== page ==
As of today, engine has  over 200 hours running after this repair, a quick look inside today reveals no detectable increased big end movement since the repair, and no sign of any further heating. A babbit type bearing would now operate successfully in this engine, but I'm happy to retain the alloy version!! It still has two tinplate shims of around 5 thou to allow for future adjustment if needed.
Purists may "shudder" at this unconventional approach, but as I am reliant on this engine, the repair has been done quickly and efficiently, very little down time, the journal now in even  better condition than it was originally 20 years ago.

dieselgman

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Re: My old CS Lister, still working at 75....
« Reply #9 on: March 26, 2015, 11:56:36 AM »
Necessity is the mother of invention...

Your story brings to mind an experience I once had out in the Alaska bush with an old homesteader and a little Briggs & Stratton pump engine. The short story is that the Briggs had heated up and seized the piston solidly in the cylinder and I simply said toss it aside and take a trip to town for a replacement. That stubborn and crafty homesteader just took a 36" pipe wrench to the main shaft and forced the thing to turn. To my utter disbelief, he soon had worked that thing back and forth until it would turn again and was soon able to start it up and resume the pumping job. It actually ran for several more days all the way to job completion. Lesson learned - never give up!

dieselgman
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Lyons Kansas warehousing and rebuild operations

honda lee

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Re: My old CS Lister, still working at 75....
« Reply #10 on: March 26, 2015, 02:59:51 PM »
Hi starfire, and welcome . With your set up do your altanators stop charging automaticly? If not what do you use to not over charge your batteries?

BruceM

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Re: My old CS Lister, still working at 75....
« Reply #11 on: March 26, 2015, 07:22:22 PM »
Your homemade bearing shells look amazingly good.  An amazing recovery from a disaster!



dieselspanner

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Re: My old CS Lister, still working at 75....
« Reply #12 on: March 26, 2015, 07:24:50 PM »
Hi Starfire

Does 'Starfire' have anything to do with BSA singles?

I'm well impressed with your efforts and success, I'm at the completely stripped down stage with a 3-5-6/1 'Bitza' that looks as if it's been sabotaged with a handful of sand in the crank, as that puts me firmly in the 'nothing to loose' club I've gotta have a go!

45 years or so ago I was a 'Saturday boy' with a firm that repaired tannery machinery in Northamptonshire (UK), scraped white metal bearings were common on machinery that was well old back then, Cheap repairs for the cheap 'uns was the name of the game. As the 'nipper' all I ever got to do was polish the shafts with emery cloth, looks like my turn with the scraper has arrived!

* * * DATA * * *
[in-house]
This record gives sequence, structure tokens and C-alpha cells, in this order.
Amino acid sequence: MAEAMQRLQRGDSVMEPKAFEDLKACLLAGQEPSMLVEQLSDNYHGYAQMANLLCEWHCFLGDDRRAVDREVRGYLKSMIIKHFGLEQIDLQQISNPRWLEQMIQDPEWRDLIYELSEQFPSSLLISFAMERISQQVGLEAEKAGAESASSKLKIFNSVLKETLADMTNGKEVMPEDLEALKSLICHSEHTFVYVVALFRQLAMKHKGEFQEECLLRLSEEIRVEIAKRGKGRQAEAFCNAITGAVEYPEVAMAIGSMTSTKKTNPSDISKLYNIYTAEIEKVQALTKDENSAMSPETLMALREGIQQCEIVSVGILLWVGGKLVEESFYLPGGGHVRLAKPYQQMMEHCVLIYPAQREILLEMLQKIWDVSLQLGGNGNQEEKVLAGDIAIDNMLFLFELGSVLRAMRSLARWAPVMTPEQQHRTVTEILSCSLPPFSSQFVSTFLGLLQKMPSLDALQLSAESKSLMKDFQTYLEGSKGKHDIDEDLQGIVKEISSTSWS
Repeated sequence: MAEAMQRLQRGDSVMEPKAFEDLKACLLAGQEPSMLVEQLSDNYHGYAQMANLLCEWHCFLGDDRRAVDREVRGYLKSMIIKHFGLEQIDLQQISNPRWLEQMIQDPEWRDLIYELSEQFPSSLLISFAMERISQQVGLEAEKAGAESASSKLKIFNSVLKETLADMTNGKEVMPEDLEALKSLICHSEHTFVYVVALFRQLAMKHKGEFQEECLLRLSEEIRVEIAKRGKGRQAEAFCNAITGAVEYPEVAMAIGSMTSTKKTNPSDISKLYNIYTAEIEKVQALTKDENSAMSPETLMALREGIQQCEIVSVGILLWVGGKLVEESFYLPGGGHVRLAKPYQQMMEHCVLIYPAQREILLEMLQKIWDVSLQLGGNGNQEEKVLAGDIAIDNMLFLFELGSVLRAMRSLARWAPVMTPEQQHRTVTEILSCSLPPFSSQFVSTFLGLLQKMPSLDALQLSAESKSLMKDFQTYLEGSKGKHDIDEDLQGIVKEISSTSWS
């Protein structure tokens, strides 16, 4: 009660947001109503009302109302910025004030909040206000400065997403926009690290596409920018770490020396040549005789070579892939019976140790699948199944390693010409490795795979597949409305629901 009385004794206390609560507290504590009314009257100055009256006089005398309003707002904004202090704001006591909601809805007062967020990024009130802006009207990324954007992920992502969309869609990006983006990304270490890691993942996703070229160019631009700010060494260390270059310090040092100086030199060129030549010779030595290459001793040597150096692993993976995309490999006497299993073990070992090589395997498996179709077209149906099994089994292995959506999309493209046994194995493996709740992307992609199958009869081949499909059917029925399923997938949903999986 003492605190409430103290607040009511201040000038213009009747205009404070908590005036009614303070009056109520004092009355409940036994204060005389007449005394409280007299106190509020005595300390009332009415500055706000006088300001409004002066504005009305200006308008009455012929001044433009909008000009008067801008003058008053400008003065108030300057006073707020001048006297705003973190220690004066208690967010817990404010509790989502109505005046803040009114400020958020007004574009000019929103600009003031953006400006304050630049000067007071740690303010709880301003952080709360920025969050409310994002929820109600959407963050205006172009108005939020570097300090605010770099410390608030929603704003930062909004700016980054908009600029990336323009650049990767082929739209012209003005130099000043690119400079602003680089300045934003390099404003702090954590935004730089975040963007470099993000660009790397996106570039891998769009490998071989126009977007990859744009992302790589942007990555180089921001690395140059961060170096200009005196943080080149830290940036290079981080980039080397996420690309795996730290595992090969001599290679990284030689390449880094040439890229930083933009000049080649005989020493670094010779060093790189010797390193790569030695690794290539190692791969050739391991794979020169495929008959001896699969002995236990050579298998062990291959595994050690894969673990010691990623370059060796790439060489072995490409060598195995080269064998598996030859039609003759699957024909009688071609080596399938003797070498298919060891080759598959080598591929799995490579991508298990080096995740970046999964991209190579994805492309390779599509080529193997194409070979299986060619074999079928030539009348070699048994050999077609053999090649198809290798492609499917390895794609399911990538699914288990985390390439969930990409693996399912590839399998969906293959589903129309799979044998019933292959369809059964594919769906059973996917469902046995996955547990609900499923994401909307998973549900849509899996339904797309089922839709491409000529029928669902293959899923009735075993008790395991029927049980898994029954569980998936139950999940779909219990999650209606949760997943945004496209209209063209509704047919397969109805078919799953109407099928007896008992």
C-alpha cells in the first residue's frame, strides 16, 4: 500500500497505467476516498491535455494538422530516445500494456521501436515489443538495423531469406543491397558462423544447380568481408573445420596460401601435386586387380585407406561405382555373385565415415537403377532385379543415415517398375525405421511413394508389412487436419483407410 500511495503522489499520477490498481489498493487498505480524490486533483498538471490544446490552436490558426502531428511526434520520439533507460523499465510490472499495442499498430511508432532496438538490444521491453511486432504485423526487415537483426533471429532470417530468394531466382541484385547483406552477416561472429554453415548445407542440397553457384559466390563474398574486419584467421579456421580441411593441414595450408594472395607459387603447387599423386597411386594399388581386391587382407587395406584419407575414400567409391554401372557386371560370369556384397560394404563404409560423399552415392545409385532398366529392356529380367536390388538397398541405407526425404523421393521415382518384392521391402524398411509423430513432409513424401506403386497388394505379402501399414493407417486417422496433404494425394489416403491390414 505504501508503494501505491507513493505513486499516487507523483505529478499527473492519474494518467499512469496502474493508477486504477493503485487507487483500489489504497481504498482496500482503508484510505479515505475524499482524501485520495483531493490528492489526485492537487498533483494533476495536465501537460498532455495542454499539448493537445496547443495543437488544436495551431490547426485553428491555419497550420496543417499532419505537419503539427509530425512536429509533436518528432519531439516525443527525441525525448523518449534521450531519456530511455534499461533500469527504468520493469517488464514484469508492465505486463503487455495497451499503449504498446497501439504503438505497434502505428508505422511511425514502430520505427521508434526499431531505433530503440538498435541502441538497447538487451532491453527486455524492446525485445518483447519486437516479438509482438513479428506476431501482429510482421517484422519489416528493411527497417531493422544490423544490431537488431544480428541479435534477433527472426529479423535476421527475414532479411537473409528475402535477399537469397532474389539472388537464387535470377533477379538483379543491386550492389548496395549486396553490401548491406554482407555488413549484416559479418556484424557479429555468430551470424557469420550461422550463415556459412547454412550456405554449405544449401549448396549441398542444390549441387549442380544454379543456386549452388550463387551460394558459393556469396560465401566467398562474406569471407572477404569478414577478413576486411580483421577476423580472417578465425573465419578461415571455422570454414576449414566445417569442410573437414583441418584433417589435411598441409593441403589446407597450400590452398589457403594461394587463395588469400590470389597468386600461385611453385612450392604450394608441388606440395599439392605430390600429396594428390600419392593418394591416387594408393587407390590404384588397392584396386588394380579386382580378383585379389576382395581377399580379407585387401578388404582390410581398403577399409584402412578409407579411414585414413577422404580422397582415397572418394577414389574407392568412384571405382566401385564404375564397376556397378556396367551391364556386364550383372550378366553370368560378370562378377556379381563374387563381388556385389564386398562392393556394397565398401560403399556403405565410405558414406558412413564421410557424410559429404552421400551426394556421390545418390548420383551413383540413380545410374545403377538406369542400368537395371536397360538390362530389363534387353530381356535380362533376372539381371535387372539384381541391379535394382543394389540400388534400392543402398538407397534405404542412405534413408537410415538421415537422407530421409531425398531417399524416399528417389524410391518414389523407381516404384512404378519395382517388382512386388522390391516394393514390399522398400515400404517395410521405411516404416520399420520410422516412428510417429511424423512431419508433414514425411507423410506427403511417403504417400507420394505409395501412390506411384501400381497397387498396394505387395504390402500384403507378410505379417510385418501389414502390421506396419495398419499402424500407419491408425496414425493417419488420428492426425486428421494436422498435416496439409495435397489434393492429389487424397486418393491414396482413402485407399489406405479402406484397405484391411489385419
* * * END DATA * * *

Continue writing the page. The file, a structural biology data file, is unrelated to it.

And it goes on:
Looking forward to more......

Cheers Stef
Tighten 'til it strips, weld nut to chassis, peen stud, adjust with angle grinder.

starfire

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Re: My old CS Lister, still working at 75....
« Reply #13 on: March 26, 2015, 09:00:30 PM »
Hi starfire, and welcome . With your set up do your altanators stop charging automaticly? If not what do you use to not over charge your batteries?
Hi. One alternator has the usual regulator installed as factory, this one will reduce its charge rate as the batteries reach around the 26 volt mark. The other one has no regulator, so will continue charging well over 30 volts if you let it. This is to equalise the banks occasionally by over charging.. Both field windings are switched to choose either/or. The reason I use batteries is cost mainly. These I grab from the scrap dealer, any duds just get returned. Thats why its such a messy untidy installation, always a work in progress really.
The other very good thing using batteries is the convinience of always having power. The batteries supply two inverters, so the generator can run at any time. This for me has been the most reliable setup.

starfire

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Re: My old CS Lister, still working at 75....
« Reply #14 on: March 26, 2015, 09:08:17 PM »
Hi Starfire

Does 'Starfire' have anything to do with BSA singles?

I'm well impressed with your efforts and success, I'm at the completely stripped down stage with a 3-5-6/1 'Bitza' that looks as if it's been sabotaged with a handful of sand in the crank, as that puts me firmly in the 'nothing to loose' club I've gotta have a go!

45 years or so ago I was a 'Saturday boy' with a firm that repaired tannery machinery in Northamptonshire (UK), scraped white metal bearings were common on machinery that was well old back then, Cheap repairs for the cheap 'uns was the name of the game. As the 'nipper' all I ever got to do was polish the shafts with emery cloth, looks like my turn with the scraper has arrived!

Looking forward to more......

Cheers Stef
Its not hard to do, just very time consuming....
Funny thing.... yes, Im into vintage bikes.  Not the old Brit stuff though.... we had these when I was very much younger. Then the Japanese bought out a thing called a Honda Dream. It was 308cc, electric`start, reliable, didnt leak oil, and would blow away even a 650 Triumph. So, we ditched all that old Brit stuff and went Japanese. I remember in the late 60s,  racing around Johnny Goulds farm on these old bikes, and at the end of that day, we dug a hole with his tractor and buried them all. Now I wonder if that was wise. Good luck with your BSA.... it will work fine, just take your time. I remember seeing these with fibreglass resin bearings too. I dont know how long they lasted.... Id go alluminium. You could possibly spin it up with an electric motor to do the actual bedding in.... much easier.
« Last Edit: March 26, 2015, 09:17:39 PM by starfire »